NorthLight works to expand the network of organizations working in climate and conservation through leadership development, empowering grassroots organizations, and narrative change. What are some examples of this work? How do these priorities build on each other?

Leadership development, building grassroots capacity, and narrative change are strategies that our grantee partners employ to grow the environmental movement. For example, the Center for Story-Based Strategy works with grassroots campaigns to establish a compelling and cohesive Just Transition narrative. Our grantees that fall within our Just Transition program area, such as the Climate Justice Alliance, the New York Renews coalition, and the Just Transition Alliance, use the Just Transition narrative to build grassroots support—led by frontline communities—that shapes policy outcomes across the country.

Our grantees within our New Leaders program area, including Our Climate, Power Shift Network, and the Environmental Justice Fellowship at the New School, train the next generation of climate leaders—especially those from frontline communities—to sustain and broaden an equitable and powerful climate movement.

All of these strategies combined constitute NorthLight’s overall focus on broadening the environmental movement.

NorthLight was one of the first foundations to sign the Donors of Color Network’s Climate Funders Justice Pledge. What does this mean and why is it important to NorthLight?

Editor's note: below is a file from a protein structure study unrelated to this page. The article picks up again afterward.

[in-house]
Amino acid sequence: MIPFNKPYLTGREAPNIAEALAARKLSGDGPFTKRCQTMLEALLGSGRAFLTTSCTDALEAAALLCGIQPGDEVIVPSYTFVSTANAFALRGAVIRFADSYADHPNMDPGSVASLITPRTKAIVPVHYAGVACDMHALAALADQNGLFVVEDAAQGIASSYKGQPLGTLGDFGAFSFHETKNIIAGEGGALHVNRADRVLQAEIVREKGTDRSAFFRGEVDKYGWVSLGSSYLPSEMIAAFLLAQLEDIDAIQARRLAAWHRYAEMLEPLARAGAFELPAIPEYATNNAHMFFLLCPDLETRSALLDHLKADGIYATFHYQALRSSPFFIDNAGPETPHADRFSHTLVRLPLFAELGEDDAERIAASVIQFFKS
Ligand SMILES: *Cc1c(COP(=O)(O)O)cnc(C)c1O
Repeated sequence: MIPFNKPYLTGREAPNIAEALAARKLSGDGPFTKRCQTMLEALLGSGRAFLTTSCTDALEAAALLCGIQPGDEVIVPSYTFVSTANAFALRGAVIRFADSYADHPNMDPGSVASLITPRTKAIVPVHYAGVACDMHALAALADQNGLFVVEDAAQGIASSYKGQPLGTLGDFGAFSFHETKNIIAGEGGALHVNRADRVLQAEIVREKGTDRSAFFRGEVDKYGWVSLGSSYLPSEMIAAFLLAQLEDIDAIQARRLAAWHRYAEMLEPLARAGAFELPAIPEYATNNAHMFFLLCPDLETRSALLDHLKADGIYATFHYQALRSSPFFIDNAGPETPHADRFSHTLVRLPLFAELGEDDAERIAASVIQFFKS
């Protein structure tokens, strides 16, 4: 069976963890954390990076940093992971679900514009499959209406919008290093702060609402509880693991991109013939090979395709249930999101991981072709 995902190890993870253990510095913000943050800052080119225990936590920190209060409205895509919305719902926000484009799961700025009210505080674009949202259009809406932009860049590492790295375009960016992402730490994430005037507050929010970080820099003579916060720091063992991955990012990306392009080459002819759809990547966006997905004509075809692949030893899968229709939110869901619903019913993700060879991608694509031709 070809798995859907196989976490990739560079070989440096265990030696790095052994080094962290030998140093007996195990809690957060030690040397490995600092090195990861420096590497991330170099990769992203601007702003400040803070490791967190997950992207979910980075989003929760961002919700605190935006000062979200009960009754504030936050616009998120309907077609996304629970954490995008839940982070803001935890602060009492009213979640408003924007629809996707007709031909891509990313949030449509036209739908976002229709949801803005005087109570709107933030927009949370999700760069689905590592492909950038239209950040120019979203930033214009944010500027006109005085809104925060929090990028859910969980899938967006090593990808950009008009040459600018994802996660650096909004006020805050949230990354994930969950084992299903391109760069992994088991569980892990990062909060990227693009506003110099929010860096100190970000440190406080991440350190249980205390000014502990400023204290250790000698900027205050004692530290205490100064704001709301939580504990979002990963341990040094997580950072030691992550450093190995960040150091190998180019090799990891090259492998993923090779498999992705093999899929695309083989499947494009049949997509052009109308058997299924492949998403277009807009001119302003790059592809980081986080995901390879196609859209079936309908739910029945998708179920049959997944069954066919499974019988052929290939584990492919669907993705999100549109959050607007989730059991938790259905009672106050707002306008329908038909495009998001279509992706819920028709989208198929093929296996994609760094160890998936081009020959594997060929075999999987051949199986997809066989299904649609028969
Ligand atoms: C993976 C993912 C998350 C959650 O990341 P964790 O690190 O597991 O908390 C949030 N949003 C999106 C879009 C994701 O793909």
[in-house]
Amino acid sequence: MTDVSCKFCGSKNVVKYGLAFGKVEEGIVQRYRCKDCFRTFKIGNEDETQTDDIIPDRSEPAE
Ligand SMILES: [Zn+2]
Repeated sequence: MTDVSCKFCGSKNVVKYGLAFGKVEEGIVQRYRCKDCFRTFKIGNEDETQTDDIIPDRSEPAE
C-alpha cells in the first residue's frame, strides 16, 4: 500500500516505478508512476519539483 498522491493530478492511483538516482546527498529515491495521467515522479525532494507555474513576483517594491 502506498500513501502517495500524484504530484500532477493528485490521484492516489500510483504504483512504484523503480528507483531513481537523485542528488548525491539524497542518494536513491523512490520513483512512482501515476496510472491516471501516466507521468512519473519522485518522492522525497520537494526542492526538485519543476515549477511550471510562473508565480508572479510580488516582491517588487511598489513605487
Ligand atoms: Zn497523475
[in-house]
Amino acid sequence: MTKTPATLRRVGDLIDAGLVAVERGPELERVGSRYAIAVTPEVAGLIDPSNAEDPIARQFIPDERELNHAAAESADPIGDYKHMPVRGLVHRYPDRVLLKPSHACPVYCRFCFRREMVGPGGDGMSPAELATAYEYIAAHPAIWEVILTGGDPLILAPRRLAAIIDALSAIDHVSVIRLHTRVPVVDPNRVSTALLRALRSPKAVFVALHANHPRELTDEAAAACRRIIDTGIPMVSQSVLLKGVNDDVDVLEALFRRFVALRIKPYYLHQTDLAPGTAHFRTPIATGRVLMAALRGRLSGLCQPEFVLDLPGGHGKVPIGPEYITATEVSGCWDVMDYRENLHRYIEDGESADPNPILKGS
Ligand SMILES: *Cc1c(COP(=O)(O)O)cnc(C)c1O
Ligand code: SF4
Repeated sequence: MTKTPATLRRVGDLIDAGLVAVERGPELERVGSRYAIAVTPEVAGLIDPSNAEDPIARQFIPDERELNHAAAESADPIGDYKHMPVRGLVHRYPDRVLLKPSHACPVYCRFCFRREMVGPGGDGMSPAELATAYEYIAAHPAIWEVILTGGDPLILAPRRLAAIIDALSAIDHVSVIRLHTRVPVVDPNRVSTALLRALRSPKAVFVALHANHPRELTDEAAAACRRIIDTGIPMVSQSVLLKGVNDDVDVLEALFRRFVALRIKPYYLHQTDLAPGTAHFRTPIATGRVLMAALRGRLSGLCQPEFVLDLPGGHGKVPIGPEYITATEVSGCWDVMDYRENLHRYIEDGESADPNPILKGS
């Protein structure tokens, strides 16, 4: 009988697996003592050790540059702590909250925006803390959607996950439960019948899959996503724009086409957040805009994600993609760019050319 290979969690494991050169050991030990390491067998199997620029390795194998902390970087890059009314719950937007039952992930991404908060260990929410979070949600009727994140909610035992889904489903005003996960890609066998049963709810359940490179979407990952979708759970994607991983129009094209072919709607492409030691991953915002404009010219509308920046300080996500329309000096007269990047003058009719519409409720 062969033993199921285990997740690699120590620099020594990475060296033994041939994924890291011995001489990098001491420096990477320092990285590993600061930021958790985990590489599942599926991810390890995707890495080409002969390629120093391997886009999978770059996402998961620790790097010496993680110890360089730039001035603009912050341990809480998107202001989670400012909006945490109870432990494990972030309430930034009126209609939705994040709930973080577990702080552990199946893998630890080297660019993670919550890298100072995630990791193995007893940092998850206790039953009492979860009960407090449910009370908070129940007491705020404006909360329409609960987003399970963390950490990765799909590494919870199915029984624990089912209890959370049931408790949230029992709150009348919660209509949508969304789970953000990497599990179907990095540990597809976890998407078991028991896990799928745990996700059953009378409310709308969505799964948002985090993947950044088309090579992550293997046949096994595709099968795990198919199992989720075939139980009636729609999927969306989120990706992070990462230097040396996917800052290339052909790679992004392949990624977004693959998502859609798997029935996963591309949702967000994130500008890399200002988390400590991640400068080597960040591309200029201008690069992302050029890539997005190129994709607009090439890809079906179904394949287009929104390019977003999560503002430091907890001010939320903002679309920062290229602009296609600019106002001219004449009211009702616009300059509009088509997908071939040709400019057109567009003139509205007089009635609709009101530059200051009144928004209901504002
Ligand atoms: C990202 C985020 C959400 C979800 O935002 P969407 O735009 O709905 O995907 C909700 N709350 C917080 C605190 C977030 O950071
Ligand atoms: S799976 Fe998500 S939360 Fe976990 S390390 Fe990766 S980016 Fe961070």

The Climate Funders Justice Pledge represented to us both a continuation and a public demonstration of our commitment to racial justice, specifically by increasing our funding for BIPOC-led climate organizations. There continues to be a substantial gap in funding for BIPOC-led organizations, which not only represent communities that are disproportionately impacted by climate change, but who have been leading and securing wins across the climate movement to advance equitable climate solutions.

NorthLight’s grantmaking strategy revolves around the idea that powerful climate solutions come from and must be governed by frontline communities who have the lived experience to address the inequities they face. The Climate Funders Justice Pledge was a way to demonstrate our commitment to shifting resources to BIPOC communities who have been historically underrepresented and under-resourced in the environmental movement and to urge our peers to do the same.

What questions do you have for your peers working in the intersection of environmental justice, climate change, and children’s health, education, and stability?

A question that we at NorthLight continue to ask ourselves is how to best measure the impact of our funding without being directive or burdensome to our grantee partners. We understand that the practice of monitoring and evaluation can replicate and reinforce oppressive power dynamics between funders and grantees, and we aim to enter into relationships with our grantees in which we share rather than hoard power and resources. We strive to embed equity in our grantmaking and align our mission with those of our grantees, while finding ways to demonstrate progress to our trustees. As a relatively new foundation, we are still working to strike a balance between those two priorities and are open to learning best practices from our peers.